Improving Ontario's Ability To Respond To Public Health Emergencies
Ontario is taking action to ensure more effective management of a future pandemic or other public health emergency.
The proposed Health Protection and Promotion Amendment Act, 2010 would strengthen the authority of the Chief Medical Officer of Health (CMOH).
If passed, the legislation would:
· Create new authority for the CMOH to direct boards of health and medical officers of health (MOHs) to adopt policies or measures in cases of a pandemic, public health event and/or emergency with health impacts. These directives would be made in situations where the CMOH believes that such measures would protect the people of Ontario and are necessary to support a coordinated response to the event.
- Directives would only be issued on matters related to infectious diseases, environmental health, public health emergency preparedness, or other matters listed in regulation.
- Any directive would be in force for up to six months, but the CMOH could terminate the directive earlier, or re-issue the directive after the six-month time period, as he/she deems necessary.
- If the re-issuance of a directive would result in the directive being in force for more than six months, the CMOH would be required to consult with affected local medical officers of health and boards of health before re-issuing the directive.
· Provide that a board of health may not appoint an acting medical officer of health for longer than six months without the approval of the CMOH and the Minister of Health and Long-Term Care.
- Approvals for acting medical officer of health appointments would be effective for a period of up to one year and would be subject to renewal.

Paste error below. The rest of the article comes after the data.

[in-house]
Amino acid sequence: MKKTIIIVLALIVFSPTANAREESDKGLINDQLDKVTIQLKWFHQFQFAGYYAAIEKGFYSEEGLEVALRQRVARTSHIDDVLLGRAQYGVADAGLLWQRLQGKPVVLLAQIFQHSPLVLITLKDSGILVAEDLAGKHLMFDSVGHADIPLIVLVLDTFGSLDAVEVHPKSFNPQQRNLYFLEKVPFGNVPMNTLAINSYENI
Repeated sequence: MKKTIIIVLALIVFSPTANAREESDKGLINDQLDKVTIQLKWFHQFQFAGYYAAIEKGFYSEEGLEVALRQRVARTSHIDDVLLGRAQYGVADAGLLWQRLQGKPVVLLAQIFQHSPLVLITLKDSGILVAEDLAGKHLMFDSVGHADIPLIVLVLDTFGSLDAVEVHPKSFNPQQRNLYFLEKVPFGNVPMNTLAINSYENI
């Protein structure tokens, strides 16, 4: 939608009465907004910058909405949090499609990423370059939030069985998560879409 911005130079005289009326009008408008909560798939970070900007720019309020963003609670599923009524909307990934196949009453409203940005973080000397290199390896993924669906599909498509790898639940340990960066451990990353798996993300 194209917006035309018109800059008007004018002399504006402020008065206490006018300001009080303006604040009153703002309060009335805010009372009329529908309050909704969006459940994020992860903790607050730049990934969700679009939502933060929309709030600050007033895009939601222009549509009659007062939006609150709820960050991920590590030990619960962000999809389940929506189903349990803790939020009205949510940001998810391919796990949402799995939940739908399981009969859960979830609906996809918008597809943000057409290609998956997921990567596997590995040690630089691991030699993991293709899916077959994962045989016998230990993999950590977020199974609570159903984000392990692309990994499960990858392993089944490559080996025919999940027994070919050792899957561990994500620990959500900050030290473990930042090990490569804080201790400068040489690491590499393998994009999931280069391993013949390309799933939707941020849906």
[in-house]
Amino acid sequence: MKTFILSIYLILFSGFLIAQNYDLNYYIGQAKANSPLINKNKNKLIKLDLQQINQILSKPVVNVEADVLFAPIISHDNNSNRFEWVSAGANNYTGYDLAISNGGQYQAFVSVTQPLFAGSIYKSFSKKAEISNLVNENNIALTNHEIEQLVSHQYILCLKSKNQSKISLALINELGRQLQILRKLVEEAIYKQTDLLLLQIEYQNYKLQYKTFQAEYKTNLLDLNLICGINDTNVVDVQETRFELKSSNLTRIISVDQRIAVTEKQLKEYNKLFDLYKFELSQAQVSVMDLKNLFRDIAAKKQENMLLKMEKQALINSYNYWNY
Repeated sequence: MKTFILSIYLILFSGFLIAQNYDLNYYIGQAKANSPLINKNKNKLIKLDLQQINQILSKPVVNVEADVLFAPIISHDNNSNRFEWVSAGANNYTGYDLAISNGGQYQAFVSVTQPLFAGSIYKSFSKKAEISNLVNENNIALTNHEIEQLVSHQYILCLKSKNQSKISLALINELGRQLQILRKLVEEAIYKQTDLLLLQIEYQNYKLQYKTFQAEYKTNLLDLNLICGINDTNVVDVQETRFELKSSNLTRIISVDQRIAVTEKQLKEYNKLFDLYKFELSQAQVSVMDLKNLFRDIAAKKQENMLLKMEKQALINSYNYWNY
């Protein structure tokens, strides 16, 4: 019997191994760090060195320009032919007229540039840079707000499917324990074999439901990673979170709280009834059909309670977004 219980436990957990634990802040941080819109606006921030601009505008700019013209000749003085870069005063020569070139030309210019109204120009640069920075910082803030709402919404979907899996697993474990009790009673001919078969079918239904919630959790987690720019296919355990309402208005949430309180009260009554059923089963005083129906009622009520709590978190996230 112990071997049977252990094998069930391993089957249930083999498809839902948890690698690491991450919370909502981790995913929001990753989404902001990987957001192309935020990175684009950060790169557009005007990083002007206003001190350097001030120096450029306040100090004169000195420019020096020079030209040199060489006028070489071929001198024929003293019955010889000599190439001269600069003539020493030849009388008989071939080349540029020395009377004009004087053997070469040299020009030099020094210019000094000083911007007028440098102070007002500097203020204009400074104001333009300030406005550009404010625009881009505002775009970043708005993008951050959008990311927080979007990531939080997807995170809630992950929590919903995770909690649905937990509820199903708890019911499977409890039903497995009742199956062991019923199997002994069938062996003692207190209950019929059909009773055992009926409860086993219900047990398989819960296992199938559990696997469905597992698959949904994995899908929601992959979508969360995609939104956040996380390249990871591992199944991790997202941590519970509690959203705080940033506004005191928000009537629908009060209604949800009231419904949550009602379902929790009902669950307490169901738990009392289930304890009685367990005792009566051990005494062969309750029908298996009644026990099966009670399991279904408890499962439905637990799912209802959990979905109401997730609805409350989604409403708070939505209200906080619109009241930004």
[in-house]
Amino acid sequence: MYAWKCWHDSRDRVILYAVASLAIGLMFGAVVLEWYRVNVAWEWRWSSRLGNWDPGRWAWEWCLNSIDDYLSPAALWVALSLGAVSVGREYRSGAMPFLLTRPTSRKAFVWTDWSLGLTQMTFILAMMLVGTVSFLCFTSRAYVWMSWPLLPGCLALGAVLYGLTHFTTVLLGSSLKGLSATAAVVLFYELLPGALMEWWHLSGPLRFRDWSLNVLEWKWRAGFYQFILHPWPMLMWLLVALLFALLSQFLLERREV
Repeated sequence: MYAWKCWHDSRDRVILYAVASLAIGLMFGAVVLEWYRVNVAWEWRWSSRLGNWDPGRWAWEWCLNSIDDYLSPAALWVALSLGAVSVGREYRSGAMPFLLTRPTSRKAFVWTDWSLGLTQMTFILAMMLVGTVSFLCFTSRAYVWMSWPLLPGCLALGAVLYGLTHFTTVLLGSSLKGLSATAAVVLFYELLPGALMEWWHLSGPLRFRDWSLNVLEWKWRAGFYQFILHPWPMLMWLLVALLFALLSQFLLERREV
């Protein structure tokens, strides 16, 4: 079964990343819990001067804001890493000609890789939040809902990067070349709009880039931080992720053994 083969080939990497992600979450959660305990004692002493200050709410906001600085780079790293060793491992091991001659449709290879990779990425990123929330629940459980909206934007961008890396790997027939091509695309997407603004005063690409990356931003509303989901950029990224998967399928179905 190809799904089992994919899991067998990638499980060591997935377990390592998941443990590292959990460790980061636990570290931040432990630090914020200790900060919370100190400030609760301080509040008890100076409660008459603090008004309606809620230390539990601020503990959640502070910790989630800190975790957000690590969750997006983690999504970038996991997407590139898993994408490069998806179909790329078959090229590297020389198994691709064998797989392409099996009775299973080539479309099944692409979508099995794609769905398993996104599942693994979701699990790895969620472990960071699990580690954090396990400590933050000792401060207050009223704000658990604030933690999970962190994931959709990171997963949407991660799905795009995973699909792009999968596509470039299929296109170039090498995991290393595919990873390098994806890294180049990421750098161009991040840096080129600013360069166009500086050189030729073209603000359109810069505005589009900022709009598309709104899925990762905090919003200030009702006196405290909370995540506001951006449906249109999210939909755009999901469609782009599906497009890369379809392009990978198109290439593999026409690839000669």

- The CMOH and Minister could attach conditions to any such approval.
- Boards of health that have acting medical officers of health in place at the time that the amendments come into force would also be required to seek CMOH and Ministerial approval within six months as a condition of the continuation of the appointments.
· Expand the Minister's power to take over possession of public premises for public health purposes, on the advice of the CMOH, where the CMOH believes there is or may be an immediate risk either of an outbreak of a communicable disease or to the health of anyone in Ontario. An example of a public health purpose would be an immunization clinic.
Ontario will continue to take steps toward implementing Panorama, a pan-Canadian initiative which will improve public health surveillance and enhance the province's capacity to deliver immunization programs.
Once implemented in Ontario, Panorama will enable health care providers to quickly and accurately detect potential outbreaks of communicable disease and control them. The system will enable the public health system to better manage immunizations and vaccine inventories, and will allow health care providers to reallocate vaccines during an outbreak and better respond to a vaccine shortage.
The H1N1 Pandemic - How Ontario Fared, A Report by the Chief Medical Officer of Health
Dr. Arlene King, Ontario's Chief Medical Officer of Health, released a report in June 2010 providing insights into the province's management of the pandemic. Dr. King commended the high level of collaboration among all levels of government during the pandemic response, but noted that significant elements require improvement. Dr. King's recommendations included:
· Reviewing the immunization system for opportunities to enhance its effectiveness;
· Implementing Panorama; and,
· Improving standardization and coordination during a public health emergency to ensure consistent service delivery for all Ontarians.